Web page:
It’s Called Monkey Balls or Osage Orange

Carolyn brought me a beautiful gift last week. It was this spiky pod.


A gift from Carolyn

A gift from Carolyn


I later photographed it and took it into Photoshop and Illustrator. I made it into what Adobe calls a symbol. It is a digital instance. I make them a lot, and then I sometimes use them in a layer or texture or I like to take these instances and make them into something out of context.

Pod as texture

Pod as texture

This pod will become some sort of hovering celestial body in my drawing of the moon and the Estrella Mountains and then become part of my user-defined library, my collection of digital instances.

Hovering Pod

Hovering Pod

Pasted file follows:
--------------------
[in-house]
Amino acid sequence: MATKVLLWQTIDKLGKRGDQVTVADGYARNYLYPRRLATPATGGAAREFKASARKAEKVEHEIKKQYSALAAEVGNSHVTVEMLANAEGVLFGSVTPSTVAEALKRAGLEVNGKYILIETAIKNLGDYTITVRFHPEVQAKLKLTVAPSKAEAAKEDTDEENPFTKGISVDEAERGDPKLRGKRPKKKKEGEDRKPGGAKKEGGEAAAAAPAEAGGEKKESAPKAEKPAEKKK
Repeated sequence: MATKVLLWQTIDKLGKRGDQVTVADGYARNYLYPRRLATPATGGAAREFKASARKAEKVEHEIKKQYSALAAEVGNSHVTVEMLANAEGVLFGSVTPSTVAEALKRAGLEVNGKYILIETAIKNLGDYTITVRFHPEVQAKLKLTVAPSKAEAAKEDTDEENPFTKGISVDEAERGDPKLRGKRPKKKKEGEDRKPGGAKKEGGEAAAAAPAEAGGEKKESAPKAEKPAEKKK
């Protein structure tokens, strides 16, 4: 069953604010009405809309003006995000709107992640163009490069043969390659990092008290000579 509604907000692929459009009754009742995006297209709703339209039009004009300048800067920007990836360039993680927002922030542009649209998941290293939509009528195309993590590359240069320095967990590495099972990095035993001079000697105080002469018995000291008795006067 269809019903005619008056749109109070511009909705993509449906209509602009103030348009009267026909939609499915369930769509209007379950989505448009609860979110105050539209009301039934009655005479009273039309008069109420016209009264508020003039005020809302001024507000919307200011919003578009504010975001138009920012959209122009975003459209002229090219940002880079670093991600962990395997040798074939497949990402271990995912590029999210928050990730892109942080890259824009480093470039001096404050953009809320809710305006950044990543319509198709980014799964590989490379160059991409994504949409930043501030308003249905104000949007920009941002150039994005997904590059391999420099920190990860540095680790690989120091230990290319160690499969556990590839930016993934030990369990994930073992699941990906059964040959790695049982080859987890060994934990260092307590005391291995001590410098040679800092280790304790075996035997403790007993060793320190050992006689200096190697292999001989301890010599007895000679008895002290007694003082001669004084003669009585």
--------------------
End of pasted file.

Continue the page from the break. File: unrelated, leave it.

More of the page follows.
subtle variation

Mary Shindell Studio Visit: March 28, 2014


Mary Shindell talking about her newest drawing project.

Mary Shindell talking about her newest drawing project.

I haven’t been to Mary’s studio in a while, so I arrange for a visit.  Mary has two spaces, her home space and her shared warehouse space.  She has been drawing, so this takes place in her home studio where things are clean and climate controlled.  Before I greet Mary, I first need to greet Zsa Zsa, who has a very big grin on her face.

Mary's studio companion, Zsa Zsa the french bulldog.

Mary’s studio companion, Zsa Zsa the french bulldog.


In Mary’s studio I check out some of the things she keeps on hand.  Like myself, Mary is a big studio nester.  It functions as a cocoon of creativity, and the work space is littered with objects, past works, sketches, images, and art supplies.

Some studio treasures on display.

Some studio treasures on display.


Many things are familiar, but there is always evidence of fresh activity.  Today I see that some of the furniture is moved and there is a large in-progress drawing filling her drawing table.

View of studio with in-progress Moon and Estrellas drawing on drawing table.